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DHS Pumping Money into Drones for Domestic Surveillance, Hunting Immigrants and Seizing Pot

DHS has little to show for its drone spending spree other than stacks of seized marijuana and a few thousand immigrants who crossed the border without visas.

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Then, the agency trots out the old force-multiplier assertion: 

The UAS can stay in the air for up to 20 hours at a time-something no other aircraft in the federal inventory can do. In this manner it is a force multiplier, providing aerial surveillance support for border agents by investigating sensor activity in remote areas to distinguish between real or perceived threats, allowing the boots on the ground force to best allocate their resources and efforts. 

That’s true. The Predators are called out when ground sensors signal movement. But as OAM’s Major General Michael Kostelnik explained at the July 15, 2010 Border and Marine Security subcommittee hearing:

At a standard 15 sensor activations, 12 of them might just be the wind. Two might be animals. One might be a group of migrants, and one might be a big group carrying drugs.

If there is a plausible explanation as to why there has been no increase in the number of drug seizures and immigrant apprehensions despite a jump from 10,000 to 12,000 hours of drone flights, it may be, as CBP wrote in response to the request to clarify its numbers, that:  

UAS is not exclusive to the border security mission. CBP OAM leverages the Predator-B and Guardian UAS as a force multiplier during National Special Security Events and emergency and disaster response efforts, including those of the U.S. Secret Service, Federal Emergency Management Agency, USCG, and other Department of Homeland Security partners.

In other words, the border Predators haven’t been on the border but have been deployed elsewhere on homeland security missions. 

Which, would mean, that despite the increased number of Predators and Guardians assigned for border security duty, the drones aren’t patrolling the border and coasts – a scenario, if true, would likely upset all the border security hawks who insist that these drones are needed to secure the border.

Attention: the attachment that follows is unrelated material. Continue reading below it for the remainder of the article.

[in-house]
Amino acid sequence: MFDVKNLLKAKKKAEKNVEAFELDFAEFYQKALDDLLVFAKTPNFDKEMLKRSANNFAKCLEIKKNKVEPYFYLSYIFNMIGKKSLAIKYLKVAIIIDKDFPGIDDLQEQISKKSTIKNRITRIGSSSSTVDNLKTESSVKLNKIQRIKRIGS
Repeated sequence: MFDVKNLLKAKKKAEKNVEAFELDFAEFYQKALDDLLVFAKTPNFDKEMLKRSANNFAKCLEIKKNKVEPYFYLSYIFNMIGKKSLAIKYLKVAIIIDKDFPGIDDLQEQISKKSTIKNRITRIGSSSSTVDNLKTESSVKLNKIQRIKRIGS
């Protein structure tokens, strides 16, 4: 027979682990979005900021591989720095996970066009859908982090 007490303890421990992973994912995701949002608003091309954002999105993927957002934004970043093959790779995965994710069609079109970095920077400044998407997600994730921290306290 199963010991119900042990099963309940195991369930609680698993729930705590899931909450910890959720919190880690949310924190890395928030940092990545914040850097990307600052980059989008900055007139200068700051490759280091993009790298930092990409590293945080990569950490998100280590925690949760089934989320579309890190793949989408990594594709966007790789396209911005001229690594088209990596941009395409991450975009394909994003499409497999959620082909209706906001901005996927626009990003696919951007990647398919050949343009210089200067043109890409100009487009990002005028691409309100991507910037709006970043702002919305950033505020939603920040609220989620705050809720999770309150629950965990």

It’s more likely, however, that CBP/OAM has from beginning been cooking the books and manipulating -- and that no one has called them on the inconsistencies. 

Asked in the same query to show how CBP/OAM disaggregated the drone-related numbers from overall seizure and apprehension data and for the documentation to support its UAV flight-time declarations, CBP/OAM had no response.

The Larger Threat Picture

Asked at Border and Marine Security subcommittee hearing if the Predators were worth the expense, Major General (Ret.) Kostelnik redirected the question away from actual achievements to the larger threat picture of protecting the homeland against unknown future threats. Kostelnik told the congressional oversight committee: 

I think the UAVs in their current deployment are very helpful in terms of the missions we apply it for. I believe we are building a force for a threat and an experience we really haven't seen yet. It is something that is in the future.

Major General Kostelnik summarized his support for DHS strategy to deploy two dozen drones, telling the oversight committee: “So not only are they ongoing force multipliers for the agents and troops on the ground, but they are unique capabilities in unique circumstances.”

Members of the DHS oversight committees also cite national security threats as the rationale for their drone boosterism, and like the major general are equally vague about the specific character of the threats that would justify the billions of dollars needed to continue the CBP/OAM drone strategy. 

Henry Cuellar, former chairman and currently ranking member of the Border Security and Marine Subcommittee, has become one of the most prominent boosters of DHS drone acquisition. The Democrat from South Texas and co-chair of the House Unarmed Systems Caucus, explained his enthusiasm for the Predators on the border in his opening statement to the July 15, 2010 subcommittee hearing: